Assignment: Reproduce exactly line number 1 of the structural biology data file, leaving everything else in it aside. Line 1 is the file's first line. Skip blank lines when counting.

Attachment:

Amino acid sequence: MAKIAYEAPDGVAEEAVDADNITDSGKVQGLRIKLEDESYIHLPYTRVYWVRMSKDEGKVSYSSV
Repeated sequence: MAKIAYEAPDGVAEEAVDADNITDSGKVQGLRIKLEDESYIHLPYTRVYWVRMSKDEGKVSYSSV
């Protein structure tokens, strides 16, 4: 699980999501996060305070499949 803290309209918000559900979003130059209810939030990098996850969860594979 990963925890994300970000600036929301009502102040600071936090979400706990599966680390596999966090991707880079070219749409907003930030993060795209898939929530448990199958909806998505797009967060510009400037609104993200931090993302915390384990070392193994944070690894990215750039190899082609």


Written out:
Amino acid sequence: MAKIAYEAPDGVAEEAVDADNITDSGKVQGLRIKLEDESYIHLPYTRVYWVRMSKDEGKVSYSSV